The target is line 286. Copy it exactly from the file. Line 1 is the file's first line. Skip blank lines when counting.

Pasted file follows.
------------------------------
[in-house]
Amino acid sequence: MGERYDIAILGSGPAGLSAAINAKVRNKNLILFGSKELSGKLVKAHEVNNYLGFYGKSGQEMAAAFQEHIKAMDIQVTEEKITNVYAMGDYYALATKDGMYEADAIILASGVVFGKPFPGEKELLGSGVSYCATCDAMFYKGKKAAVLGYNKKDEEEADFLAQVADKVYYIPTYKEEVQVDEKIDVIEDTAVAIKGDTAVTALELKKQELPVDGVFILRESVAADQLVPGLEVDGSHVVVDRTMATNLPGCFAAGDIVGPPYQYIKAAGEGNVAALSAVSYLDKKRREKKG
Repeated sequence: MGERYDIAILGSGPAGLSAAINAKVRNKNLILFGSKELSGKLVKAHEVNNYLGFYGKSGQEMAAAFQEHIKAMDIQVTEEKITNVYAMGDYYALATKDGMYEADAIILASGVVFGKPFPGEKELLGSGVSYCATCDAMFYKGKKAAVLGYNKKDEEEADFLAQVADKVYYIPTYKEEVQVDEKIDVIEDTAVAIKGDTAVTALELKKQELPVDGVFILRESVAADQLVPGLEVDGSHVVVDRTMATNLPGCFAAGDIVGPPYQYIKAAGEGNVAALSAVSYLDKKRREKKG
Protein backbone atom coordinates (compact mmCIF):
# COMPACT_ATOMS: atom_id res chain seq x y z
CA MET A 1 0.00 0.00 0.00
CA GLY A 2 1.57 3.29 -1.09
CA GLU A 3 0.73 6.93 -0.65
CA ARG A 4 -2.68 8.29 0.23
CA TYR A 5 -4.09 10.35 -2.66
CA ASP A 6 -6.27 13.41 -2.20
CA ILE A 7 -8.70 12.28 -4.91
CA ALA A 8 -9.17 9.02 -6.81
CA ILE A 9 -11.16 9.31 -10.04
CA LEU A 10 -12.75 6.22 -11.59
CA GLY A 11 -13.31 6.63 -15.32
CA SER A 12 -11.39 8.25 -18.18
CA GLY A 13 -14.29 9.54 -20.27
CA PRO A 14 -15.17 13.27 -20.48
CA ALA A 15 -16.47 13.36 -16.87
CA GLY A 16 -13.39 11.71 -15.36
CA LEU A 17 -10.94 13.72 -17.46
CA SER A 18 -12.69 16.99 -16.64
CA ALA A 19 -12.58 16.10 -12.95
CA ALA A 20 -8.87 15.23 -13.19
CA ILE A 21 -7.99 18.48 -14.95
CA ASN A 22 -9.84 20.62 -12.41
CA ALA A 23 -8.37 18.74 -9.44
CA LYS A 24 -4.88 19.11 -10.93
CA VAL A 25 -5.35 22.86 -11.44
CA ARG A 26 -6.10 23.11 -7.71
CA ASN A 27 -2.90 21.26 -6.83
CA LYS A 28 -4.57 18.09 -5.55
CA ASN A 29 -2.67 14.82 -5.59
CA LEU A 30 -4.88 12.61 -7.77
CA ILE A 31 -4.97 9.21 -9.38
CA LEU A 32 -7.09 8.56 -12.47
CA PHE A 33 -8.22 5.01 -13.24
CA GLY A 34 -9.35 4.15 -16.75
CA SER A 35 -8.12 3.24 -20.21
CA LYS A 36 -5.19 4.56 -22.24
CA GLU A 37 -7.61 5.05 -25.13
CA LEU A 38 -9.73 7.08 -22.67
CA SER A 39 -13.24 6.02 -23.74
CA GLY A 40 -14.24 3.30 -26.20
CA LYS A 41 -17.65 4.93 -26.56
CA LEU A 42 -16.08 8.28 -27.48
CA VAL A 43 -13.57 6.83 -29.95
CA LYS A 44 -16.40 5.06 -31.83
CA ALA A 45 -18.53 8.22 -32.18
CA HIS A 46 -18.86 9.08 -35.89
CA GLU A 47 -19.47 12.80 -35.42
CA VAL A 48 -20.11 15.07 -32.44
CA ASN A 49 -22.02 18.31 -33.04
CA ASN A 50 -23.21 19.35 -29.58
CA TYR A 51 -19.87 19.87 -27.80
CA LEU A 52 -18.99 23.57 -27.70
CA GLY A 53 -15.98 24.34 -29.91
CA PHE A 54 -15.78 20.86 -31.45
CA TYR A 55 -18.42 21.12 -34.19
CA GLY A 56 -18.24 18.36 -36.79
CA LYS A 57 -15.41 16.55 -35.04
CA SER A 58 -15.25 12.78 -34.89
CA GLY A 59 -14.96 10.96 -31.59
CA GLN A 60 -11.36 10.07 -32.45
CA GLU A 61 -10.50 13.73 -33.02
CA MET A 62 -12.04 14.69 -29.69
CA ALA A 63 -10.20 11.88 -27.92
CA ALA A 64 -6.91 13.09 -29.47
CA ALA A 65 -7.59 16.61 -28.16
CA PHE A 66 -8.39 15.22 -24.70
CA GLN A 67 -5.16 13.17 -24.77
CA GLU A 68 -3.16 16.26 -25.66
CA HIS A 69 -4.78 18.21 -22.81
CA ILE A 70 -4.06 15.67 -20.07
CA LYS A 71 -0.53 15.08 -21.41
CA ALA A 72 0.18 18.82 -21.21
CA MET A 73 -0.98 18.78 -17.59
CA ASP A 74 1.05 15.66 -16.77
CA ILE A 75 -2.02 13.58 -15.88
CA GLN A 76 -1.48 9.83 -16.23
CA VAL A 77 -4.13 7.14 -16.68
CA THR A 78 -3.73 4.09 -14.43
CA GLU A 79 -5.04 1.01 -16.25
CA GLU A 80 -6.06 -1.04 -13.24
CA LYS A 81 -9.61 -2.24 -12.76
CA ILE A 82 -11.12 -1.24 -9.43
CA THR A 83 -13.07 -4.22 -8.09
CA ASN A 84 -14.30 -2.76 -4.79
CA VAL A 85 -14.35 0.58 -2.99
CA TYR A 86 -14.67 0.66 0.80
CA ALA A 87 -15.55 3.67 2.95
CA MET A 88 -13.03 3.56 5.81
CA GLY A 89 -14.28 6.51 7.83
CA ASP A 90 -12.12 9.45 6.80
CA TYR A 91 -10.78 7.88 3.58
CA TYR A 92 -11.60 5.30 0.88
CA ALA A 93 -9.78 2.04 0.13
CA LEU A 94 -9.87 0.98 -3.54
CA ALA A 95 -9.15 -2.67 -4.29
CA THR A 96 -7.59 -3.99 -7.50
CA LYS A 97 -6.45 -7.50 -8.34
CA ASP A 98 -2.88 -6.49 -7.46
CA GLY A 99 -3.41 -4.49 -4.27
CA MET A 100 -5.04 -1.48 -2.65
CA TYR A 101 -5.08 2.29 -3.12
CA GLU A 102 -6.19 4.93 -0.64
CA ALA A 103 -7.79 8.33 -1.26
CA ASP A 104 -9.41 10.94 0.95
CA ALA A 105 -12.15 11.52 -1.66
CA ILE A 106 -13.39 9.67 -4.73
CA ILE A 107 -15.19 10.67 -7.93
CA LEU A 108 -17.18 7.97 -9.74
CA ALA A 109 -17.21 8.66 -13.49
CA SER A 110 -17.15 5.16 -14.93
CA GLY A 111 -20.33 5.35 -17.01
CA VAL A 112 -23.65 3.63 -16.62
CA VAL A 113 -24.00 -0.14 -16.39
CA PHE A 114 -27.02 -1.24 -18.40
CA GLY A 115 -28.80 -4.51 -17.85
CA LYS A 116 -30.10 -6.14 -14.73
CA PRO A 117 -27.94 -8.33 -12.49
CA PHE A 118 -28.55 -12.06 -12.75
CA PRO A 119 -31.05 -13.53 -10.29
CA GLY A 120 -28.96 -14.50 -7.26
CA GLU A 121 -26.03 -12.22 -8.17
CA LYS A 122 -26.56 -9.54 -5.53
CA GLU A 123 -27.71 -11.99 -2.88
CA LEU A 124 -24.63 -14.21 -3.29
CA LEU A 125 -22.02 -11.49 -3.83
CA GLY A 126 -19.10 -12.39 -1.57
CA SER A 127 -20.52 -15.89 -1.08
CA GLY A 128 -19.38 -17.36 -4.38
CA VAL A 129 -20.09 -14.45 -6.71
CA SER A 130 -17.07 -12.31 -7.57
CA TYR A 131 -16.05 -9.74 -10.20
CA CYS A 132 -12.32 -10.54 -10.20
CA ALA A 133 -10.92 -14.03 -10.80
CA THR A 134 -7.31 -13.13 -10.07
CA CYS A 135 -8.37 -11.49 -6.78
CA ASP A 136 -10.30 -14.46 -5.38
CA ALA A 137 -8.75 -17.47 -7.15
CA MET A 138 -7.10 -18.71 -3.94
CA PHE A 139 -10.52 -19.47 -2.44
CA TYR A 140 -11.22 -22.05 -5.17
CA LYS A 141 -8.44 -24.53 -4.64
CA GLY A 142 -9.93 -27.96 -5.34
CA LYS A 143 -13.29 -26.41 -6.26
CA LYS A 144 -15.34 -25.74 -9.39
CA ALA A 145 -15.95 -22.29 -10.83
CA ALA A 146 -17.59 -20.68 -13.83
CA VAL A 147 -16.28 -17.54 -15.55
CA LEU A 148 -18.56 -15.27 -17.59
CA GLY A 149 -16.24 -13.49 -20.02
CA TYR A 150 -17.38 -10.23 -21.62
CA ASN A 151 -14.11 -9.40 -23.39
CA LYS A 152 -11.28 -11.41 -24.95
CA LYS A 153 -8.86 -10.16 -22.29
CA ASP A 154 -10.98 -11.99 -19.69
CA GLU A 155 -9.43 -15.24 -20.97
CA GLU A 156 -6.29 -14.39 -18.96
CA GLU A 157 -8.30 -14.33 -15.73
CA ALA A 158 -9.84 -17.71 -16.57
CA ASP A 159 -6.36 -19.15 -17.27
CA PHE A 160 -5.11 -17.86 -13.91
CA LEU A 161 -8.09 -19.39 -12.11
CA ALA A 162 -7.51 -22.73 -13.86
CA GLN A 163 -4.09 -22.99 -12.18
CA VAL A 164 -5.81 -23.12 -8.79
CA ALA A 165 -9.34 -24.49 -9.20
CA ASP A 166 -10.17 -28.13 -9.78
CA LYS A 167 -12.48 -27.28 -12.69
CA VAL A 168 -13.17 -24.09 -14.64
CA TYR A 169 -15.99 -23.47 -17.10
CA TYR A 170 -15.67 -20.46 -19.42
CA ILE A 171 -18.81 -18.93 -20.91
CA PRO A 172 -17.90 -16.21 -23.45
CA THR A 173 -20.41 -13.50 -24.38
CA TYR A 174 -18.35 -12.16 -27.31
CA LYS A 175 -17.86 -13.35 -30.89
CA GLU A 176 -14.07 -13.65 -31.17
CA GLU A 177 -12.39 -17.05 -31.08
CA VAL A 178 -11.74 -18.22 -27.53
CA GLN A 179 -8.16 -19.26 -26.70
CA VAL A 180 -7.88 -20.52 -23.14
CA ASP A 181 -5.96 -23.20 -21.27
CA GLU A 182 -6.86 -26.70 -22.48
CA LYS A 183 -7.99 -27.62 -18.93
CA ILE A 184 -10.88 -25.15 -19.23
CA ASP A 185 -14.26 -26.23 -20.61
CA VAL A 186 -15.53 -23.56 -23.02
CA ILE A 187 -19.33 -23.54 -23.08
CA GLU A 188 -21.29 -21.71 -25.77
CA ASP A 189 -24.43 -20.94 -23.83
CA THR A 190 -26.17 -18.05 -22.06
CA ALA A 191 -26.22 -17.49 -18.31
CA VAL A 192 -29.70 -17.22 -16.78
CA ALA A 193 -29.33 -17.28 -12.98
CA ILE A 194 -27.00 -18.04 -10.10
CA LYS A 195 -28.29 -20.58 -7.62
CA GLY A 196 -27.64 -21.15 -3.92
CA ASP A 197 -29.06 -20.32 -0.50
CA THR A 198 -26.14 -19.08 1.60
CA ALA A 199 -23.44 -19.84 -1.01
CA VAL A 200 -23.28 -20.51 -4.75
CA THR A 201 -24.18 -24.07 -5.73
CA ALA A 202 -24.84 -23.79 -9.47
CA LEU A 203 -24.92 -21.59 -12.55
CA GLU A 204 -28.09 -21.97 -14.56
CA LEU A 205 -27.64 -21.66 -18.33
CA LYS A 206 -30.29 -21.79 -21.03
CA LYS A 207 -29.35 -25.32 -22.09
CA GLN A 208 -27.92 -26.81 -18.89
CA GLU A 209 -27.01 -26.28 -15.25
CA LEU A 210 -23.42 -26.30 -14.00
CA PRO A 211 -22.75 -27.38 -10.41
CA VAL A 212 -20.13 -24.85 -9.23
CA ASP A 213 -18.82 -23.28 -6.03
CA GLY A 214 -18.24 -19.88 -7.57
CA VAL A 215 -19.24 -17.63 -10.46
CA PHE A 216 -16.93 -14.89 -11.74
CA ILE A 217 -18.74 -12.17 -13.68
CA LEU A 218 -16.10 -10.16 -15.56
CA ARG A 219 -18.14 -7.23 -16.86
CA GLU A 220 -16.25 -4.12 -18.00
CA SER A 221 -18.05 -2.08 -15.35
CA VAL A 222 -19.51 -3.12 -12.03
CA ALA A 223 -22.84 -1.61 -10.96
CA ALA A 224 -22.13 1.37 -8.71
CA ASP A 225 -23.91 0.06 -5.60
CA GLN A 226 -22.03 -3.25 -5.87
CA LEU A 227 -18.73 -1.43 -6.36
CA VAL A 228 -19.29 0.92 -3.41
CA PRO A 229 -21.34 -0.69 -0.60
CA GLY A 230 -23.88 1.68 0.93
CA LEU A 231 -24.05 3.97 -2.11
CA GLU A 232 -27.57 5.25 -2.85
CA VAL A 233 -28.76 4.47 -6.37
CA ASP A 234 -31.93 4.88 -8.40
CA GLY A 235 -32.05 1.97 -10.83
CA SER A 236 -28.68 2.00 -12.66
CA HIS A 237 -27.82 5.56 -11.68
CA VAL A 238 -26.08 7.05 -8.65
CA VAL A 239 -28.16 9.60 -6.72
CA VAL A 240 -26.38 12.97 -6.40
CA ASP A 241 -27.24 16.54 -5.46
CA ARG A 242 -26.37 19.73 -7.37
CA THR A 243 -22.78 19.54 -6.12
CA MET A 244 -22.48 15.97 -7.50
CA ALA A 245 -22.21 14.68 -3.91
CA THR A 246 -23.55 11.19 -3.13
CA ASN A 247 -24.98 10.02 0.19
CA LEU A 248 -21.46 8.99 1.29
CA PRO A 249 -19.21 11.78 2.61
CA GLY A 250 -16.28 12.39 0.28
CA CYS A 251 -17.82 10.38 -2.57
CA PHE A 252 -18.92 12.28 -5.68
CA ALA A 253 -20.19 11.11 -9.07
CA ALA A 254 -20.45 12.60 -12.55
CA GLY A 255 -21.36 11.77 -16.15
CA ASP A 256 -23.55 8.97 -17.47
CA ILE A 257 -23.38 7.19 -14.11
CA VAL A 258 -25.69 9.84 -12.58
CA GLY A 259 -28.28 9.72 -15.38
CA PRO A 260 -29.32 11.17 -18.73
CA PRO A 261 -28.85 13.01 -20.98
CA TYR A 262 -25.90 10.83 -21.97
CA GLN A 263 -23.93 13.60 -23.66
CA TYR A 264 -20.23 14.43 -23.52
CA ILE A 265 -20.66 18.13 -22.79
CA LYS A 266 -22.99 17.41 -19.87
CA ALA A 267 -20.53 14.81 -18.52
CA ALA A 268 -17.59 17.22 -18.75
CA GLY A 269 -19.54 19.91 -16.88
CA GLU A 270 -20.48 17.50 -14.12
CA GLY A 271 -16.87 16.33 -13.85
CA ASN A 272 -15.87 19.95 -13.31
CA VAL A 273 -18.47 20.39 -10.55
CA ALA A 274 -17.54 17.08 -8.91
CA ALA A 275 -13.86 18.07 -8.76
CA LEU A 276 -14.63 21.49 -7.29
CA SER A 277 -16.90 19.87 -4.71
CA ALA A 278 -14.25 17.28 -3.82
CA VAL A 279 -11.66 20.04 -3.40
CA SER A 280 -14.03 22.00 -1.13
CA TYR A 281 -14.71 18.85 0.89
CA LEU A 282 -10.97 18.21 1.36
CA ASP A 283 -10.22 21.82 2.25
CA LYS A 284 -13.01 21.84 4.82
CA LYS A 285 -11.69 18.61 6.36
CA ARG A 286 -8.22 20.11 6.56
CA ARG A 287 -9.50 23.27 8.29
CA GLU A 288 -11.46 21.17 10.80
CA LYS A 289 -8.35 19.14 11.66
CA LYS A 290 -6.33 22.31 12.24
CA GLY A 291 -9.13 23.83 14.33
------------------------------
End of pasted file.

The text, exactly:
CA TYR A 281 -14.71 18.85 0.89